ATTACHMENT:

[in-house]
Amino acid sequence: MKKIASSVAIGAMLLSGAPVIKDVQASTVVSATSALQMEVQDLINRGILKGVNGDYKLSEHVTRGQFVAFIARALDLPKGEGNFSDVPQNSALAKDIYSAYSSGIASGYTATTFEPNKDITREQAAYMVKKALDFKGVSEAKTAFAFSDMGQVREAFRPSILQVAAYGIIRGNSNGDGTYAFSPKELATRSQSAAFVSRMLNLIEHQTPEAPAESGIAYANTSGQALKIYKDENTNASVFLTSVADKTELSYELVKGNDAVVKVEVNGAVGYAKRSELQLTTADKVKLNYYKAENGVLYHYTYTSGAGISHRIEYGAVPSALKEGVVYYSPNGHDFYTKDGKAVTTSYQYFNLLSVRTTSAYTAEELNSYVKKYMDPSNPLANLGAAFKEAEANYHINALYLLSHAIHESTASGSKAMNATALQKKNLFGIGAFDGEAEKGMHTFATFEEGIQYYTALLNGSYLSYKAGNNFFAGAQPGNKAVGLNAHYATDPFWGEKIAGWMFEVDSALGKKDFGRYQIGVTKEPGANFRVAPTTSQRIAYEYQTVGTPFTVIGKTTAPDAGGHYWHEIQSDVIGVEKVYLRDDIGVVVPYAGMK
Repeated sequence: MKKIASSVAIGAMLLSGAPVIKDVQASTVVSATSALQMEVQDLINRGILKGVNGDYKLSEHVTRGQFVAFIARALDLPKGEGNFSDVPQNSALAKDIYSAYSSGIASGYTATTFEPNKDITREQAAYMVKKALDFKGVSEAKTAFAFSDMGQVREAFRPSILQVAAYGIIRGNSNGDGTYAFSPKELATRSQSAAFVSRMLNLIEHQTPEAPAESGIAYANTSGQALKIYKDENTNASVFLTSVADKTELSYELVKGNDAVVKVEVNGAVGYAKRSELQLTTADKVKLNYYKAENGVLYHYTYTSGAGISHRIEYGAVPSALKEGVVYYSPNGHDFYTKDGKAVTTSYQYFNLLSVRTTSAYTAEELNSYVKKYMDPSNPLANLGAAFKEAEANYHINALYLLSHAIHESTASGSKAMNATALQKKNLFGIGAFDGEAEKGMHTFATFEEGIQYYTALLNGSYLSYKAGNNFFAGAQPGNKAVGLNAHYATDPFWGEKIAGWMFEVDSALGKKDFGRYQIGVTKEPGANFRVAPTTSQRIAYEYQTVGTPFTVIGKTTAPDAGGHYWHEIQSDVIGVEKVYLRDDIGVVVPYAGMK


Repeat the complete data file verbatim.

[in-house]
Amino acid sequence: MKKIASSVAIGAMLLSGAPVIKDVQASTVVSATSALQMEVQDLINRGILKGVNGDYKLSEHVTRGQFVAFIARALDLPKGEGNFSDVPQNSALAKDIYSAYSSGIASGYTATTFEPNKDITREQAAYMVKKALDFKGVSEAKTAFAFSDMGQVREAFRPSILQVAAYGIIRGNSNGDGTYAFSPKELATRSQSAAFVSRMLNLIEHQTPEAPAESGIAYANTSGQALKIYKDENTNASVFLTSVADKTELSYELVKGNDAVVKVEVNGAVGYAKRSELQLTTADKVKLNYYKAENGVLYHYTYTSGAGISHRIEYGAVPSALKEGVVYYSPNGHDFYTKDGKAVTTSYQYFNLLSVRTTSAYTAEELNSYVKKYMDPSNPLANLGAAFKEAEANYHINALYLLSHAIHESTASGSKAMNATALQKKNLFGIGAFDGEAEKGMHTFATFEEGIQYYTALLNGSYLSYKAGNNFFAGAQPGNKAVGLNAHYATDPFWGEKIAGWMFEVDSALGKKDFGRYQIGVTKEPGANFRVAPTTSQRIAYEYQTVGTPFTVIGKTTAPDAGGHYWHEIQSDVIGVEKVYLRDDIGVVVPYAGMK
Repeated sequence: MKKIASSVAIGAMLLSGAPVIKDVQASTVVSATSALQMEVQDLINRGILKGVNGDYKLSEHVTRGQFVAFIARALDLPKGEGNFSDVPQNSALAKDIYSAYSSGIASGYTATTFEPNKDITREQAAYMVKKALDFKGVSEAKTAFAFSDMGQVREAFRPSILQVAAYGIIRGNSNGDGTYAFSPKELATRSQSAAFVSRMLNLIEHQTPEAPAESGIAYANTSGQALKIYKDENTNASVFLTSVADKTELSYELVKGNDAVVKVEVNGAVGYAKRSELQLTTADKVKLNYYKAENGVLYHYTYTSGAGISHRIEYGAVPSALKEGVVYYSPNGHDFYTKDGKAVTTSYQYFNLLSVRTTSAYTAEELNSYVKKYMDPSNPLANLGAAFKEAEANYHINALYLLSHAIHESTASGSKAMNATALQKKNLFGIGAFDGEAEKGMHTFATFEEGIQYYTALLNGSYLSYKAGNNFFAGAQPGNKAVGLNAHYATDPFWGEKIAGWMFEVDSALGKKDFGRYQIGVTKEPGANFRVAPTTSQRIAYEYQTVGTPFTVIGKTTAPDAGGHYWHEIQSDVIGVEKVYLRDDIGVVVPYAGMK